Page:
Green Party councillor calls for immediate climate change action after Warwickshire's scorching temperatures last week
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At a Warwickshire County Council meeting last week, Cllr Will Roberts asked climate change portfolio holder Heather Timms: “Is this week’s heatwave part of a trend due to climate change?”
Cllr Roberts said that since records began in 1893, temperatures in Warwick rarely exceeded 30 degrees. The record temperatures on Tuesday continued a trend of exceeding 30 degrees Celsius in 2015, 2016, 2017, 2018, 2019, 2020 and 2021.
Following the meeting, Cllr Roberts said: “No one weather event is attributable to climate change, but a trend is and that is clearly what we see here.
"I asked Councillor Timms to confirm that she recognised this trend and the impact of the health of Warwickshire residents, but twice she refused to answer.
"If we don’t recognise the problems we face how are we going to work together to adapt and find the solutions?”
Scientists have predicted that climate change would produce more extreme weather events, whether that be flooding or extreme heat.
Cllr Roberts added: “These kind of events will become more frequent. We need to adapt now.
"For instance, higher building standards in schools and new houses would keep rooms cooler in summer, warmer in winter and reduce energy bills.”
Responding to Cllr Roberts, a spokesperson for Warwickshire County Council said: “Cllr Heather Timms has been very clear that temperatures are rising as a result of human-influenced climate change.
"She referenced this earlier this week, when she was quoted as saying: ‘Climate change means that we can expect more of the extreme weather we are seeing this week. This is happening when temperatures are just over 1-degree centigrade above pre-industrial levels. Even if the commitments from the COP26 conference last year are met, we will be up to 2.4 degrees higher.’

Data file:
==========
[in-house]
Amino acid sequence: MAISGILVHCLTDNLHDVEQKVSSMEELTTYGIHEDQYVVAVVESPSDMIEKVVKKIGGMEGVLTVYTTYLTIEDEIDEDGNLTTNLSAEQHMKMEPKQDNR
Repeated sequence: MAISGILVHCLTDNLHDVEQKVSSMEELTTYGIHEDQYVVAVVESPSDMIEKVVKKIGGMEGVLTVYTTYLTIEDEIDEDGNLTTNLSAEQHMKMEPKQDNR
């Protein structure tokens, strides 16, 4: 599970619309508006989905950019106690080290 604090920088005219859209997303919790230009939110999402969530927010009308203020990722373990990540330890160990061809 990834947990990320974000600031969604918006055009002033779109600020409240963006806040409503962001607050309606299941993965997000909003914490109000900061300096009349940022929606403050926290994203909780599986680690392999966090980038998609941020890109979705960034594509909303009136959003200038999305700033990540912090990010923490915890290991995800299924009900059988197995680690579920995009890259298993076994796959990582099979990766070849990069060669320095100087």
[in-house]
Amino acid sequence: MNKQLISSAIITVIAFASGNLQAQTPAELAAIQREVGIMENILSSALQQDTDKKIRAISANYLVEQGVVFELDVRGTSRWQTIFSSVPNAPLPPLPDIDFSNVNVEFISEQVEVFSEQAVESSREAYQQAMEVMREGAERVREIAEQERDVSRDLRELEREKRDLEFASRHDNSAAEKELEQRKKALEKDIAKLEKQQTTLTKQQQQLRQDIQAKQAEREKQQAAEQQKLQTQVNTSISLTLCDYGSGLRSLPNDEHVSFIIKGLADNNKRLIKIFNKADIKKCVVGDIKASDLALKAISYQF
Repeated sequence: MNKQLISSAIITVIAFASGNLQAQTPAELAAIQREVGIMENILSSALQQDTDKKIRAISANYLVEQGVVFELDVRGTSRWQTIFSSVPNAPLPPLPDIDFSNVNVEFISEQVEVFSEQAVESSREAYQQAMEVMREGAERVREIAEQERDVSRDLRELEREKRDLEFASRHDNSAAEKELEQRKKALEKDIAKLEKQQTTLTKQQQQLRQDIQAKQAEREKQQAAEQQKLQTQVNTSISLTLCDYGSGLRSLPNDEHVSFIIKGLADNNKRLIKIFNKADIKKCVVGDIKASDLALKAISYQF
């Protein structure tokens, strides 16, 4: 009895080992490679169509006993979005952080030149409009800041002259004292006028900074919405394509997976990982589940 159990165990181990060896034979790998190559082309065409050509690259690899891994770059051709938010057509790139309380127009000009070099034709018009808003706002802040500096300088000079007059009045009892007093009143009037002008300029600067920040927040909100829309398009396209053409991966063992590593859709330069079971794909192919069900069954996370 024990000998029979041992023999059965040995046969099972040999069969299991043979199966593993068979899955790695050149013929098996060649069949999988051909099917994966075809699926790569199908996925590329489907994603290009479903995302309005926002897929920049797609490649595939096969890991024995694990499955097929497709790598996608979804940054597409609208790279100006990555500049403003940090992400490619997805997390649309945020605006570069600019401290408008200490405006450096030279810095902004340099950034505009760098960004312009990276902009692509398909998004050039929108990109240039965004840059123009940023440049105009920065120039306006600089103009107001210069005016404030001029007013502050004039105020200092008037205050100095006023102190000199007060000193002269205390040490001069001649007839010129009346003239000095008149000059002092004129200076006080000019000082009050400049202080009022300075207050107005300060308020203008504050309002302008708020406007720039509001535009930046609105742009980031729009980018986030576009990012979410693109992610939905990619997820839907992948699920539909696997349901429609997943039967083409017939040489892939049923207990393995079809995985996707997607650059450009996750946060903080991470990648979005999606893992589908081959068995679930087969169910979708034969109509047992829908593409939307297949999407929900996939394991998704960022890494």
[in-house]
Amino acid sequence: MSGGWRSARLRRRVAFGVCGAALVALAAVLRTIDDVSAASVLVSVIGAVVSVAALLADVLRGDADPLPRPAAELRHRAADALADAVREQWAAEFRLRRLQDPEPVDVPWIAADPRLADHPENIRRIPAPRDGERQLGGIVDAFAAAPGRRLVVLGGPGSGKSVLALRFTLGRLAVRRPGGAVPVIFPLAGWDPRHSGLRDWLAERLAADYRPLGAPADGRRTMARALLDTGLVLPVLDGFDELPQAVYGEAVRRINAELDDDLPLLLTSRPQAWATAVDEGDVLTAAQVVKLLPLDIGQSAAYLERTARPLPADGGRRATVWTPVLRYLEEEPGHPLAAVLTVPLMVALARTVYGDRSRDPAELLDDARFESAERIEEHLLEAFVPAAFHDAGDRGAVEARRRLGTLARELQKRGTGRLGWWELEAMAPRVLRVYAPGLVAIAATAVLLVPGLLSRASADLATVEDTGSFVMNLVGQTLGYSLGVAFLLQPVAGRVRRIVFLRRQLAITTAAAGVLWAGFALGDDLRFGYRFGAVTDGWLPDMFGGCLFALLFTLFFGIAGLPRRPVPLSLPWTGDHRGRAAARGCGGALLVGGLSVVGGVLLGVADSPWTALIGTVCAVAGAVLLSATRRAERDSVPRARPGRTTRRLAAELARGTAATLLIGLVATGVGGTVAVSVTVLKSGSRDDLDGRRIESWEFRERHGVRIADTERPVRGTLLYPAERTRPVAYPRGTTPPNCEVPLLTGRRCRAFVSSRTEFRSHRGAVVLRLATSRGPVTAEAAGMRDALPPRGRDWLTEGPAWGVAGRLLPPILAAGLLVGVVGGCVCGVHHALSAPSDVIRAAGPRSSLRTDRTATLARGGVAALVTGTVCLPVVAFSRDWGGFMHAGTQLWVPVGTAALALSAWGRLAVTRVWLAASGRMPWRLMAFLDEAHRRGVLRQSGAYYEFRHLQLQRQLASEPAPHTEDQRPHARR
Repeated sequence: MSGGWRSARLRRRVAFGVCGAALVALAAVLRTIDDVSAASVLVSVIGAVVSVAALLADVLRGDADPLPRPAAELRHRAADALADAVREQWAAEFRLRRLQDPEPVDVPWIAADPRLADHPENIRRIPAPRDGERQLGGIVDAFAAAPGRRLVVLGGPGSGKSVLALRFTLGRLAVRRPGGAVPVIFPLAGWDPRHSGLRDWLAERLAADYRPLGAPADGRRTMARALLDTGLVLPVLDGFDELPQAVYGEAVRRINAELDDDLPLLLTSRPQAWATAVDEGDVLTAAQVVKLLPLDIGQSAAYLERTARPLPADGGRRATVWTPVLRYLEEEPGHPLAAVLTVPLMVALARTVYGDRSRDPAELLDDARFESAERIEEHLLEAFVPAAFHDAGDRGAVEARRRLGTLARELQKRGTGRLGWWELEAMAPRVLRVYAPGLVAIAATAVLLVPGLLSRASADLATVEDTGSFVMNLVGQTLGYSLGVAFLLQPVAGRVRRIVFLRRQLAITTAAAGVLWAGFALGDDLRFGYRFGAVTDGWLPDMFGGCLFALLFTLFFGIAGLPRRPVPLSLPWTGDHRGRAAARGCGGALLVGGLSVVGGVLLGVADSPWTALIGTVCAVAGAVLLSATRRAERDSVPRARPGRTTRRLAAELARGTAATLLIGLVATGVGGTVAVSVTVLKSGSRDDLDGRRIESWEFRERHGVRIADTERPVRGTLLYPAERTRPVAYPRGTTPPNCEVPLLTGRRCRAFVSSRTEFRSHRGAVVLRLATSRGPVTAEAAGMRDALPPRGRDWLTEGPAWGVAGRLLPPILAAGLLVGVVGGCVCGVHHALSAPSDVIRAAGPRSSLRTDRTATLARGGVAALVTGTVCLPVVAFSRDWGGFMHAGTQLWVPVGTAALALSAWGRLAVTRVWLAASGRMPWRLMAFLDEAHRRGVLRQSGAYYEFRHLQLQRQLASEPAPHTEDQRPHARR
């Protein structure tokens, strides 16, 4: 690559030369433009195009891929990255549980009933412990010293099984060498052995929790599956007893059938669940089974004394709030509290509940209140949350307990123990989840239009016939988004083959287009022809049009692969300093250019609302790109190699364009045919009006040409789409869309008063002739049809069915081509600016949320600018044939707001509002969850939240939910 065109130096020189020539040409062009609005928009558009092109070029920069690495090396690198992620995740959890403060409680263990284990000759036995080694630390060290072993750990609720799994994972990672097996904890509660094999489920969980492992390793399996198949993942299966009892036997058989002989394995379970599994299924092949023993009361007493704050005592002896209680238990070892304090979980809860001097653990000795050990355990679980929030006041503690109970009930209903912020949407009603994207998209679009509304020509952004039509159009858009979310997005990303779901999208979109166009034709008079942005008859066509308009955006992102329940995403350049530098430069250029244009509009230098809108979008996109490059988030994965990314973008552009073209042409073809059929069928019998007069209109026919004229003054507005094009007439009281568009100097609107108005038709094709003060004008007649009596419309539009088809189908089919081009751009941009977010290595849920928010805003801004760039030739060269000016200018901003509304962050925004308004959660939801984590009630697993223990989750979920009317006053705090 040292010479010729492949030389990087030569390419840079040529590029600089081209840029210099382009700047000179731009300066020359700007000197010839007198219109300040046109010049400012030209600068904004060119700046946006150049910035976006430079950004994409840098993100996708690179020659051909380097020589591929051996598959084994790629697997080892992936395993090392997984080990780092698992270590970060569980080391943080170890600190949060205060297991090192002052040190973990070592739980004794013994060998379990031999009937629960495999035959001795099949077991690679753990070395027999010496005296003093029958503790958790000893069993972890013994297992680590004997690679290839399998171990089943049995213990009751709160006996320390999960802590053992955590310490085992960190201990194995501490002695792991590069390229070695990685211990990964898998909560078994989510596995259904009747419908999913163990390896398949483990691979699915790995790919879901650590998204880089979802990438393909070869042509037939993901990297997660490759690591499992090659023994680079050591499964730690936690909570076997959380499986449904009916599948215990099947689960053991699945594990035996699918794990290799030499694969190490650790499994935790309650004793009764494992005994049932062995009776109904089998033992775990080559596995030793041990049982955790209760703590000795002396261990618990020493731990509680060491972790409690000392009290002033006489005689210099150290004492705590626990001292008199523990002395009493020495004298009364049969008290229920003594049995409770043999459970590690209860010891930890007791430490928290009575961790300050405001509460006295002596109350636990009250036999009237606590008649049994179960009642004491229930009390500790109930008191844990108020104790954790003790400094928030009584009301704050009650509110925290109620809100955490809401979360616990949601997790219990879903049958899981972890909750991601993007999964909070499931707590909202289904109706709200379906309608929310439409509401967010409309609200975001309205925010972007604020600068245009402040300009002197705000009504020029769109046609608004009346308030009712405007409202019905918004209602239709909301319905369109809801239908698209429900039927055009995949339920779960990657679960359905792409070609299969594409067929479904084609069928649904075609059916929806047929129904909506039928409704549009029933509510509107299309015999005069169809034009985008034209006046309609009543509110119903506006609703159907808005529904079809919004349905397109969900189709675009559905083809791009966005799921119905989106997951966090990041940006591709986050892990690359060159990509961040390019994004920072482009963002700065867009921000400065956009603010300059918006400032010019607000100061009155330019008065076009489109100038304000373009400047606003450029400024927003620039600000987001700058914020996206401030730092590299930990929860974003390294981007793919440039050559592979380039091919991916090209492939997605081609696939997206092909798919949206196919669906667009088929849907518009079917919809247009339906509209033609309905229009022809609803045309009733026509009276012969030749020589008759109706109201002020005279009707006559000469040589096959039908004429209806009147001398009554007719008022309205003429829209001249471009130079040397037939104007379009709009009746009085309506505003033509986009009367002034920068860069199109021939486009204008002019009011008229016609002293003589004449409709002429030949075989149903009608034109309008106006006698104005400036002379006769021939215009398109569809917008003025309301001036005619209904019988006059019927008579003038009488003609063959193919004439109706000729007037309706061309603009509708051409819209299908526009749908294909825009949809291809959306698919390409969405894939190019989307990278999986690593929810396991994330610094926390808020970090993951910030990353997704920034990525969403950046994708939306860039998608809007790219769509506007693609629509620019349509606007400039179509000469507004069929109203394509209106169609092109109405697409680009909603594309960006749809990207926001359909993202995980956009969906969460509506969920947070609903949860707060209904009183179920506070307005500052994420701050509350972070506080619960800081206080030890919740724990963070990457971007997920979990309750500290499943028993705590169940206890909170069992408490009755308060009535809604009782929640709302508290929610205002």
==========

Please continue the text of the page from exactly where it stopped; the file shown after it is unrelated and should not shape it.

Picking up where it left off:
“In Warwickshire, we are fully committed to leading the way to reverse the effects of climate change.
“In March 2022, Warwickshire County Council brought together the whole of the Warwickshire public sector to recognise the urgency of working together to reduce carbon emissions and later this year we’ll be publishing our Sustainable Futures Strategy.
"We have made a commitment to reaching our Net Zero targets by 2030. As part of this commitment, we have worked together as an authority to make reductions to our own carbon footprint through a range of initiatives.
“However, we see our role as not simply to get our own carbon house in order, but also to support the community and voluntary sector in Warwickshire to make their own changes.
"Our £1m Green Shoots Community Climate Change fund, which provides grant funding to community projects to lessen and adapt to the impact of climate change, is the largest fund of its type offered anywhere in the UK by a local authority and is already supporting a huge array of innovative projects.
“Events last week are a reminder to us all that everyone has a part to play in reducing our carbon emissions, no matter how big or small the action as we strive towards a Warwickshire sustainable now and for future generations.”